Checking out Annapolis B&Bs


April 14, 1996|By Kathryn Higham

George Washington slept here. So did Thomas Jefferson and James Monroe. No, not the White House. The place is Annapolis. The accommodations, a room in a private home.

For a couple of hundred years, homeowners in the state capital have made hospitality their business, opening their doors to guests for a night's lodging and a warm meal. Today, the tradition continues.

The variety of bed and breakfasts in the city is remarkable. Want to stay at one of the oldest homes in Annapolis, one that's been in the same family since 1738? Check out the Jonas Green House on Charles Street. Or perhaps you'd prefer to sleep in a converted horse barn on Howard's Cove, or a lighthouse on the Chesapeake Bay?

At no fewer than 17 licensed B&Bs in and around the city, guests will find a range of accommodations. For a closer look, we spent a night in three very different bed and breakfasts.

Chez Amis

Don and Mickie Deline didn't set out to buy a bed and breakfast when they went looking for a place to live in Annapolis in 1994. But when they couldn't find the single-family home of their dreams, they started considering the alternatives. They'd talked of owning a B&B someday and so the future became the present.

All it took to put them in business was a quick tour of Chez Amis, a triangular building that straddles East and Fleet streets in the historic district. Previous owners had transformed what was a turn-of-the-century grocery store into a charming, light-filled bed and breakfast with four guest rooms. The place was perfect, the Delines thought, down to the original oak display counter, tin ceiling and refinished Georgia pine floors. Plus, its unique shape reminded them of a street scene in Germany, where they lived during Don's Army days.

A bubbly Southerner, Mickie signed us in, while keeping an eye on C-Span. Her husband, general counsel for the Senate Armed Services Committee, had drafted a bill that was up for a vote. Though she wanted to catch the action, she made us feel at home. Later that night, celebrating the bill's passage with a glass of white zinfandel in hand, she introduced a neighbor who had stopped by as "our token Democrat." Political zinging is a parlor game with Republicans Mickie and Don, but it's done with such good humor and Southern charm that no one takes offense.

It seemed fitting to talk politics with the state Capitol just up the street. Our angled room had a window with a direct view of the white dome that dominates the city.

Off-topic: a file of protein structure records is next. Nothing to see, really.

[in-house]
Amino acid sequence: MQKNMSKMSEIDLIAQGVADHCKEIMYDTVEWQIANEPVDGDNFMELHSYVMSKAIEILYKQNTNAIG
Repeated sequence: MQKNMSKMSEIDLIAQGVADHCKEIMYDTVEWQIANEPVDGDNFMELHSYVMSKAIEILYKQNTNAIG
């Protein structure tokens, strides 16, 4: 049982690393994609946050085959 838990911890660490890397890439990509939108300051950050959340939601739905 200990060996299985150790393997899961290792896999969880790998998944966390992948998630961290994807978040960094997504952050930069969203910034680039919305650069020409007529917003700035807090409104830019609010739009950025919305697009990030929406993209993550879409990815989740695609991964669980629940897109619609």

Called the Capitol Room, it is appropriately decked out with lots of political paraphernalia, including coasters from the U.S. Senate on the night stands. There are framed, autographed photos on the walls of Sen. Strom Thurmond and other GOP politicos. A galvanized tin bucket on the floor holds an armload of flags. There even is a stuffed elephant and donkey poised on a row of guidebooks under the television table.

We loved the king-size brass bed, covered in a down comforter and topped with a quilt done in (no surprise here) reds, whites and blues. Handmade quilts are everywhere at Chez Amis -- on the beds, on the walls. Many are the work of Mickie's grandmother.

For dinner, our hosts recommended Harry Browne's, so we headed up East Street to State Circle. It was a great meal, down to the warm rosemary bread sticks and blackberry-mint sorbet.

Back at Chez Amis, we had a great night's sleep. Despite our room's many windows on the street, all was quiet.

In the morning we donned slightly threadbare robes and headed down the hall to the shared bath with a claw-foot tub. There was a small coffee maker on the oak dresser in our room, but we went directly downstairs to the Stammtisch. That's German for a table reserved for family and friends. Don, who likes woodworking, designed and built it to match the hand-carved wooden chandelier and barrel chairs they brought back from Germany.

Don, a man of many talents, also had figured out a way to stop poached eggs from slipping off Swiss cheese and ham. He dispensed with the cheese and ham! In a dish the couple call eggs rico -- short for eggs ricochet -- two crisp slices of bacon cradle the eggs, which are topped with a rich mushroom cream sauce and served on English muffins. As Mickie brought out juice and coffee, sliced strawberries with powdered sugar, and homemade sticky buns, Don treated us to some insider talk about the U.S. Senate.

After we checked out of Chez Amis, we walked up the street to visit the Old Senate Chamber in the State House, a nice segue from current to past politics. There, legend has it, most of Congress cried when George Washington resigned his military commission in 1783 -- something that seems unthinkable today.

The Charles Inn B&B

We weren't sure we had the right address when we approached the Charles Inn B&B, an 1858 cedar-shingled home on Spa Creek. Maybe it was the red velvet chairs on the porch. Or the cardboard box covered with an electric blanket that was between the chairs.

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